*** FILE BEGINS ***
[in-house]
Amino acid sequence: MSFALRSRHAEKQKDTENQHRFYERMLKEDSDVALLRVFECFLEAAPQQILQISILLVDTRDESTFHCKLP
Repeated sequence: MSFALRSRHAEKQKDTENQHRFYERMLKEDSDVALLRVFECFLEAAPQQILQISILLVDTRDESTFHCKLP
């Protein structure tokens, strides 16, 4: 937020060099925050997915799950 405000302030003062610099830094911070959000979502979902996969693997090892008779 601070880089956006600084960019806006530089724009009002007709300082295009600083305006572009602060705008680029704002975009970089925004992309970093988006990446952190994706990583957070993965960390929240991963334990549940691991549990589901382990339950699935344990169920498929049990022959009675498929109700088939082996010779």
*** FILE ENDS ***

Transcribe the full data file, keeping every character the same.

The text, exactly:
[in-house]
Amino acid sequence: MSFALRSRHAEKQKDTENQHRFYERMLKEDSDVALLRVFECFLEAAPQQILQISILLVDTRDESTFHCKLP
Repeated sequence: MSFALRSRHAEKQKDTENQHRFYERMLKEDSDVALLRVFECFLEAAPQQILQISILLVDTRDESTFHCKLP
């Protein structure tokens, strides 16, 4: 937020060099925050997915799950 405000302030003062610099830094911070959000979502979902996969693997090892008779 601070880089956006600084960019806006530089724009009002007709300082295009600083305006572009602060705008680029704002975009970089925004992309970093988006990446952190994706990583957070993965960390929240991963334990549940691991549990589901382990339950699935344990169920498929049990022959009675498929109700088939082996010779």